How to find your new carer role in residential care

Many carers choose to continue their caring role when their family member is admitted to residential care.

Caring changes - it doesn't cease 

Many carers choose to continue their caring role when their family member is admitted to residential care. However the nature of this caring role may change considerably. Sometimes this has to do with:

  • The level of care your family member now needs
  • The role you wish to have in the care of your family member
  • The time you have available
  • Your own health issues and personal constraints
  • The opportunities available to become involved at the facility.
Roles that carers have in residential care

Working out your carer role will take time, as what came naturally at home may now feel a little awkward. Perhaps take on only a few roles or tasks initially, so that you can test things. Then when you become more confident or comfortable you may choose to take on more.

Here is a list of roles that carers may have in residential care:

  • Historian - knowledge keeper and sharer of information
  • Personal care helper - e.g. helping with feeding or walking
  • Recreational assistant - e.g. through outings or via activities
  • Financial/legal supporter - e.g. Power of Attorney or bill payer
  • Shopper - e.g. helping with purchasing personal items
  • Emotional supporter - comforting your family member
  • Volunteer - helping out at the facility
  • Advocate/care guardian - speaking up for your family member.

Carer roles in residential care are quite varied. Some carers wish to have a very active role, while others choose to step back a little. Once developed, your role will be unique - based on the level of involvement you choose and the opportunities available.

How to get involved in the personal care of your family member

Some carers choose to continue helping their family member with their personal care needs. This might include:

  • Dressing
  • Grooming
  • Eating
  • Therapy (exercises)
  • Walking

While the staff can provide all care required, helping with this may give you more one-on-one time, closeness and intimacy. It may also be a way of monitoring your family member's condition and identifying concerns or issues as they arise. For some carers it is a way of helping the staff and freeing up their time, which is often appreciated.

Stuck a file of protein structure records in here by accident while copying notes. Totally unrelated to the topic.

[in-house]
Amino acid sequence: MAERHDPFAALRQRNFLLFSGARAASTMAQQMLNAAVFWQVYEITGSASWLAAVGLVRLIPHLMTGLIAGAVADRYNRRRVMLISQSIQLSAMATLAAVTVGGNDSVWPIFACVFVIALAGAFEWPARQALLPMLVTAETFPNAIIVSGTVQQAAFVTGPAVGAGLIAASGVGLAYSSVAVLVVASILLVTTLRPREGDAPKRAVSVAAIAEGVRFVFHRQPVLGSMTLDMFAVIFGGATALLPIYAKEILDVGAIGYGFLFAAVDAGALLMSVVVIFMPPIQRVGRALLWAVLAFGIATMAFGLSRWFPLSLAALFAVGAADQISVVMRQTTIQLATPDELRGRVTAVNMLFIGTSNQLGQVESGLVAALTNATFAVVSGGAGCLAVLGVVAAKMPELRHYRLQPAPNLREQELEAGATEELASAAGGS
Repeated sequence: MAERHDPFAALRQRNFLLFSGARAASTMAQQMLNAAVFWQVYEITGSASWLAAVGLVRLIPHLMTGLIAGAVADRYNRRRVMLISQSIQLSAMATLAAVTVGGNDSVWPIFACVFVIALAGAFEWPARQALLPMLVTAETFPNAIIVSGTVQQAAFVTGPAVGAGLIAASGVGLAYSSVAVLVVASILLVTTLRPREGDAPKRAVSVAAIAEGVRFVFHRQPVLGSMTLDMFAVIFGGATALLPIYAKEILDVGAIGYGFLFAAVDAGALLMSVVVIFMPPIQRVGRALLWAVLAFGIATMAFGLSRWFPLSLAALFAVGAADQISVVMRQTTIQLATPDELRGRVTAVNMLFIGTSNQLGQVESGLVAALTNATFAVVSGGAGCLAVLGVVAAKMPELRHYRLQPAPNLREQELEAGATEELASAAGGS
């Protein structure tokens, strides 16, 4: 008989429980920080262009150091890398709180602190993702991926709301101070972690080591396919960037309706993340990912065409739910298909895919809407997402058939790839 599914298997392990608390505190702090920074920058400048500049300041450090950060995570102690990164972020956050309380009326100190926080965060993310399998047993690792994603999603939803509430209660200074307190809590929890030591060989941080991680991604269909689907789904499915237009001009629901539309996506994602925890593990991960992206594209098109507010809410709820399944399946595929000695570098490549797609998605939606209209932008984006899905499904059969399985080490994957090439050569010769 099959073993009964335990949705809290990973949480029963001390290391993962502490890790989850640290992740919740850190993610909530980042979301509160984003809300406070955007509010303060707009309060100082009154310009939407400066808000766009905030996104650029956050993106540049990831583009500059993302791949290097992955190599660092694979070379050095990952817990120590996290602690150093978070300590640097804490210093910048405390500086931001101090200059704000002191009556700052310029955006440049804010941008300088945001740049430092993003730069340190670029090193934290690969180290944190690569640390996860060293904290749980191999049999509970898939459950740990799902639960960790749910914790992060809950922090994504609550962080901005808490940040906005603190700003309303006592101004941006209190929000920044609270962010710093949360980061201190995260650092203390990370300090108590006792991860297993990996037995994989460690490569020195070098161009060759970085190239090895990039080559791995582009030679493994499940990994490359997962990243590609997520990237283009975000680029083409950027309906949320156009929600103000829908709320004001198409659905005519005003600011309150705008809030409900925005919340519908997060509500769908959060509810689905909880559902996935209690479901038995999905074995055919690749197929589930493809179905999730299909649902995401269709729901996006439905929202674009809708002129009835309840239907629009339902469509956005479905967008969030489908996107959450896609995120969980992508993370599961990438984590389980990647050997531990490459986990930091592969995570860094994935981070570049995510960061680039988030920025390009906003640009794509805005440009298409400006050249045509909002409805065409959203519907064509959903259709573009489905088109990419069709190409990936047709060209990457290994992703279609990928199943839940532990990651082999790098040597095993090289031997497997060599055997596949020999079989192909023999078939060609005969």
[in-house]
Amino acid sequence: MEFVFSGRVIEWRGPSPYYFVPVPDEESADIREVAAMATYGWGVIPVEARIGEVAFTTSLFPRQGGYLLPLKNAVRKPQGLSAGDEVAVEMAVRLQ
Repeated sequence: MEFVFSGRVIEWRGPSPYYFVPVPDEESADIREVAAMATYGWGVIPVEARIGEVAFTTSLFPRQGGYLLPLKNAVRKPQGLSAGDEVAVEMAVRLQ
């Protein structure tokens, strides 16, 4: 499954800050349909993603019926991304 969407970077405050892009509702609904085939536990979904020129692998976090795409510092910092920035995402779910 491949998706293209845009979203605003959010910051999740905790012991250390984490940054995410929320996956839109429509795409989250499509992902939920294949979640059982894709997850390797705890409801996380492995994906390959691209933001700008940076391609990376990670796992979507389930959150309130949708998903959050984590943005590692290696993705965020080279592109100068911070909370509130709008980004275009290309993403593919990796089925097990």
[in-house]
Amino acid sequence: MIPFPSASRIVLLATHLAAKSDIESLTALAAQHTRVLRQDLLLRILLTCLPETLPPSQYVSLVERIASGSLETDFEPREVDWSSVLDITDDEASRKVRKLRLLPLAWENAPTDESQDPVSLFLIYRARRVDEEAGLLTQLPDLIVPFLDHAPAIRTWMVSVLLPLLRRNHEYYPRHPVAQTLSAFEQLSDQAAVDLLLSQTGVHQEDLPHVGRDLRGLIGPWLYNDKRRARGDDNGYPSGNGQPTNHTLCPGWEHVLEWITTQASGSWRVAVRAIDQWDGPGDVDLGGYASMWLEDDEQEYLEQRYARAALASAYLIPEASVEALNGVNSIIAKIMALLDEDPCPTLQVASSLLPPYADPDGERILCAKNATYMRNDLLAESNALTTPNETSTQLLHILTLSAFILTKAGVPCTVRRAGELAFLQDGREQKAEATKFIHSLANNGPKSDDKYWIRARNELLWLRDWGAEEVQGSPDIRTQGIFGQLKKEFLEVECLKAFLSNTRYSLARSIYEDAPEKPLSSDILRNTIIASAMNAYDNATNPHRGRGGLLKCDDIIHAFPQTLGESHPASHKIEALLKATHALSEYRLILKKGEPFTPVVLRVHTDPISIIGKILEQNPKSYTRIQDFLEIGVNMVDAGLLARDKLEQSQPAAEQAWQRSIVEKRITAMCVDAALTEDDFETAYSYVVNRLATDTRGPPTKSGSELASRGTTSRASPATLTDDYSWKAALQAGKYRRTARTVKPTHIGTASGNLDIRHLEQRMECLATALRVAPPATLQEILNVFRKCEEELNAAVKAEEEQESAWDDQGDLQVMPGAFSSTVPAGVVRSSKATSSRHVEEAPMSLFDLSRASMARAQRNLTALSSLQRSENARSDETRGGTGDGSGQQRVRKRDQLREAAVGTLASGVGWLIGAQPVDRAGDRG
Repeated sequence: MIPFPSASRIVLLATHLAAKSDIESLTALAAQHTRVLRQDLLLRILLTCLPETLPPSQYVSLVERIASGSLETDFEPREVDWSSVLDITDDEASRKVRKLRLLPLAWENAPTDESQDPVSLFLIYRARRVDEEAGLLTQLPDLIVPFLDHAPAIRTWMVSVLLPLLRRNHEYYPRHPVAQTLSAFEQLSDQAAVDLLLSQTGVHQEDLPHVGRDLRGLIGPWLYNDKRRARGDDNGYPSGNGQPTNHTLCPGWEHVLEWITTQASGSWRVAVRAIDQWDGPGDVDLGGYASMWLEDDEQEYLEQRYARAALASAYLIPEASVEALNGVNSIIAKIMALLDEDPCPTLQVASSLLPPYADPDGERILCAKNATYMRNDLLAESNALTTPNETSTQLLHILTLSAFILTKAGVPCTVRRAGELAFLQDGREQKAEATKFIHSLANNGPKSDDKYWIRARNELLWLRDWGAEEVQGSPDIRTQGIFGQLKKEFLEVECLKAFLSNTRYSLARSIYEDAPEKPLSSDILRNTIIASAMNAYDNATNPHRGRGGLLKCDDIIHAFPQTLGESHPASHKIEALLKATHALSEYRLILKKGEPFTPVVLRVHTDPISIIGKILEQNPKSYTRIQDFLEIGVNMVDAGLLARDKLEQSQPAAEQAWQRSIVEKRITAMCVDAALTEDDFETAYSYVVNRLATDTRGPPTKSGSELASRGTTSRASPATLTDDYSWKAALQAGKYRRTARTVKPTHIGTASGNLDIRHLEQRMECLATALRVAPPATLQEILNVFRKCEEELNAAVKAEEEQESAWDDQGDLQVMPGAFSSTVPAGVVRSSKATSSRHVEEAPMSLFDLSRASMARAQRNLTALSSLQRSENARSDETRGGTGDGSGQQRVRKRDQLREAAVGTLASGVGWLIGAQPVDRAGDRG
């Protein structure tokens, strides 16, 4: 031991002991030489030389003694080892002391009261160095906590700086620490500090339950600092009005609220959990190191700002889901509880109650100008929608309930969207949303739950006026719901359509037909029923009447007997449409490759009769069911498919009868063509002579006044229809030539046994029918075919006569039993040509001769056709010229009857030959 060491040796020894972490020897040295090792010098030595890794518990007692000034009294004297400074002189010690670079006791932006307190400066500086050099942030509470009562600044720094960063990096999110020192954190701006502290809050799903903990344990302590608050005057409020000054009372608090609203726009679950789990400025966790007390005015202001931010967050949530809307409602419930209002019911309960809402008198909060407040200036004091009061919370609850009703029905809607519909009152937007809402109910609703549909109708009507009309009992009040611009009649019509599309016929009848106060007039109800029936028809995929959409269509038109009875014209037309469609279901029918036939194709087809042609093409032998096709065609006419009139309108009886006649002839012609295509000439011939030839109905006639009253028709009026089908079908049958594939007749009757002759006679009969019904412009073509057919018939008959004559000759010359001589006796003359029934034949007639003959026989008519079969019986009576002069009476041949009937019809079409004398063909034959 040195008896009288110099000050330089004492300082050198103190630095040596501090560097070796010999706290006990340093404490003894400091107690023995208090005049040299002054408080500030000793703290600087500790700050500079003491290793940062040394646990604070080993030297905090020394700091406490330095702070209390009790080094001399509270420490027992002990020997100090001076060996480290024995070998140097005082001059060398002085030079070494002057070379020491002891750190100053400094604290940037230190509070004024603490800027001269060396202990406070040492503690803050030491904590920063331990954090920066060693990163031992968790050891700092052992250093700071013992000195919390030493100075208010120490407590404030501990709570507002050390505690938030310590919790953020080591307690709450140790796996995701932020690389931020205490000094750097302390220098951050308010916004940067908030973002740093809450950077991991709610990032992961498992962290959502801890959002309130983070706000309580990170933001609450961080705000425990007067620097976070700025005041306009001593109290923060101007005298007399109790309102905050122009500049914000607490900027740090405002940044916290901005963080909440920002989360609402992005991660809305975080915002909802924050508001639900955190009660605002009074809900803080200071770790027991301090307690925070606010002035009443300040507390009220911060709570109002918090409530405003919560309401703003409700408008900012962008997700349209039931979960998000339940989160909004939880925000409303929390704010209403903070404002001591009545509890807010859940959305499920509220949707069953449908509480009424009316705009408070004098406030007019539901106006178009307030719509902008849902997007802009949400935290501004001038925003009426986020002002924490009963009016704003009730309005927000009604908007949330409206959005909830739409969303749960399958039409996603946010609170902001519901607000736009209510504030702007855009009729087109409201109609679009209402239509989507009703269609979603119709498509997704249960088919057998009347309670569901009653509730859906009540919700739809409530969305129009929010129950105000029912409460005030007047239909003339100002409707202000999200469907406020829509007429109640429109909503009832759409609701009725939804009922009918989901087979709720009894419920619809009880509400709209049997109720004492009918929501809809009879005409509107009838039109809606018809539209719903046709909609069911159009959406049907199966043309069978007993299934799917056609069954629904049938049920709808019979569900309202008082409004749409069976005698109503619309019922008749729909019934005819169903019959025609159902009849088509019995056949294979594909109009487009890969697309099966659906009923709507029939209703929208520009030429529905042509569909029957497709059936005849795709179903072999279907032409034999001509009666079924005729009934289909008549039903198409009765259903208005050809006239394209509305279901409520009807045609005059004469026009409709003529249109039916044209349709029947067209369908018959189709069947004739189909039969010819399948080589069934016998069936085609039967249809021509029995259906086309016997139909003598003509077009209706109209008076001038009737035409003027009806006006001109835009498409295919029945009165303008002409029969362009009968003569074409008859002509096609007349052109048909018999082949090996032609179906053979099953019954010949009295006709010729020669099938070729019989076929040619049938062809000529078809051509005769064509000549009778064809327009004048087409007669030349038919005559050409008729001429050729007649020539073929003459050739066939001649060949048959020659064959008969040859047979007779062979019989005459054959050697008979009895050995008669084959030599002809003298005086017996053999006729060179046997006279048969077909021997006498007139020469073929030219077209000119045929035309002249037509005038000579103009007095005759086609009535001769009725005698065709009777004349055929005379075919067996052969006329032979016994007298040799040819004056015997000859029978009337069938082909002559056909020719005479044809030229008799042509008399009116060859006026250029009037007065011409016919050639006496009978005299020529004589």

Your role in personal care will need to be negotiated. This has to do with rules and regulations you may not be aware of, like the facility's 'duty of care' to your family member or occupational health and safety rules that relate to carers too. Often compromise is needed. Here are some suggestions for negotiating your role:

  • Talk to a senior staff member about the role you'd like to have
  • Use care plan meetings to discuss this further
  • If unclear about the facility's concerns, ask for more information
  • Look for ways around the difficulties - ask for suggestions
  • Talk to your family member's GP - gain their support.

If possible ask your family member what their wishes are. What would they like you to help them with? You may be surprised to learn that they now prefer your help with walking and exercises as opposed to dressing and grooming. Asking first is good advice.

How to get out and about together

Many carers like to spend time with their family member out of the facility. This is a great opportunity for time alone together. It can also be used to help your family member stay in touch with family, friends and 'life' outside of the facility. Here are a few suggestions:

  • Go to the local shops or out for lunch
  • Organise day or overnight visits to home, or to stay with family
  • Go shopping or to appointments
  • Go to church, clubs or groups together
  • Continue activities you enjoy like going to the beach or the footy.

For those in wheelchairs or with difficulty walking, outings can require more thought. Talk to the staff about what you'd like to do - they may have the answer to your problem.

Carers make the following helpful suggestions:

  • Ask family to help with the physical demands of an outing
  • Borrow a wheelchair from the facility - they are required to have enough wheelchairs to make this possible
  • Book a maxi-taxi - they can transport people in wheelchairs
  • Apply for a multi-purpose taxi card to save on taxi fares
  • Talk to other carers - they offer great advice.


For further information, read our fact sheets titled, Making visits work for you; More opportunities for carers in residential careHow to feel comfortable at the facility.